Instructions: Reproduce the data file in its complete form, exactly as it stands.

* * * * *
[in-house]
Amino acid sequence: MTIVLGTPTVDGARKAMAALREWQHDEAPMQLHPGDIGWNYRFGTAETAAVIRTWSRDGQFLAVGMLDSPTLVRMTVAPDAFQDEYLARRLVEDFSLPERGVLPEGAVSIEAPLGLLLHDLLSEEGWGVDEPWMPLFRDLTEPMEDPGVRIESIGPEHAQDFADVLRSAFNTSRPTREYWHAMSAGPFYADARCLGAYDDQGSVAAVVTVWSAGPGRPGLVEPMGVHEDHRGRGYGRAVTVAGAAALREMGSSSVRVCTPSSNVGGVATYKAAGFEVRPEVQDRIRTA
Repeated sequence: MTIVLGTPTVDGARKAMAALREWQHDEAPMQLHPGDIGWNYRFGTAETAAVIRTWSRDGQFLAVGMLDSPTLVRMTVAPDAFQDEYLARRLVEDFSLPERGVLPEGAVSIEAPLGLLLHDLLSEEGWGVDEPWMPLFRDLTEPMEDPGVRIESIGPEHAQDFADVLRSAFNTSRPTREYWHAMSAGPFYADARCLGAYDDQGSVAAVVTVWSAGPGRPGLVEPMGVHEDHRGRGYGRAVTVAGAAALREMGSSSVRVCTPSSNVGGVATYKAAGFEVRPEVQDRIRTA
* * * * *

[in-house]
Amino acid sequence: MTIVLGTPTVDGARKAMAALREWQHDEAPMQLHPGDIGWNYRFGTAETAAVIRTWSRDGQFLAVGMLDSPTLVRMTVAPDAFQDEYLARRLVEDFSLPERGVLPEGAVSIEAPLGLLLHDLLSEEGWGVDEPWMPLFRDLTEPMEDPGVRIESIGPEHAQDFADVLRSAFNTSRPTREYWHAMSAGPFYADARCLGAYDDQGSVAAVVTVWSAGPGRPGLVEPMGVHEDHRGRGYGRAVTVAGAAALREMGSSSVRVCTPSSNVGGVATYKAAGFEVRPEVQDRIRTA
Repeated sequence: MTIVLGTPTVDGARKAMAALREWQHDEAPMQLHPGDIGWNYRFGTAETAAVIRTWSRDGQFLAVGMLDSPTLVRMTVAPDAFQDEYLARRLVEDFSLPERGVLPEGAVSIEAPLGLLLHDLLSEEGWGVDEPWMPLFRDLTEPMEDPGVRIESIGPEHAQDFADVLRSAFNTSRPTREYWHAMSAGPFYADARCLGAYDDQGSVAAVVTVWSAGPGRPGLVEPMGVHEDHRGRGYGRAVTVAGAAALREMGSSSVRVCTPSSNVGGVATYKAAGFEVRPEVQDRIRTA